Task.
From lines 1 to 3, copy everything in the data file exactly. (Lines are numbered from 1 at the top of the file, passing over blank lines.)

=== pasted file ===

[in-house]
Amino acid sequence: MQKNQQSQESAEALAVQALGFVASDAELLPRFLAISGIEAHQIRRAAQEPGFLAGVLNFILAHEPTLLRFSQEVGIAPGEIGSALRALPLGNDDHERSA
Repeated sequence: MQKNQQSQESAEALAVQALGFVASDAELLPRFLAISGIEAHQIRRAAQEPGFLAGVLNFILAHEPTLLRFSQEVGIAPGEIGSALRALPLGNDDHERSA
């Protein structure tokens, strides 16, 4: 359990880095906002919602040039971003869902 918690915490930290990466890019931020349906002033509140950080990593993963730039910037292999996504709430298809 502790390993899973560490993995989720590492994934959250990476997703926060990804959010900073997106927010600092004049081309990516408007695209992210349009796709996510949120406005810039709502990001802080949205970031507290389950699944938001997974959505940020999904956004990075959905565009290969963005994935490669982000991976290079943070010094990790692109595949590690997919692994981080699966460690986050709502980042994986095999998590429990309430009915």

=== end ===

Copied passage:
[in-house]
Amino acid sequence: MQKNQQSQESAEALAVQALGFVASDAELLPRFLAISGIEAHQIRRAAQEPGFLAGVLNFILAHEPTLLRFSQEVGIAPGEIGSALRALPLGNDDHERSA
Repeated sequence: MQKNQQSQESAEALAVQALGFVASDAELLPRFLAISGIEAHQIRRAAQEPGFLAGVLNFILAHEPTLLRFSQEVGIAPGEIGSALRALPLGNDDHERSA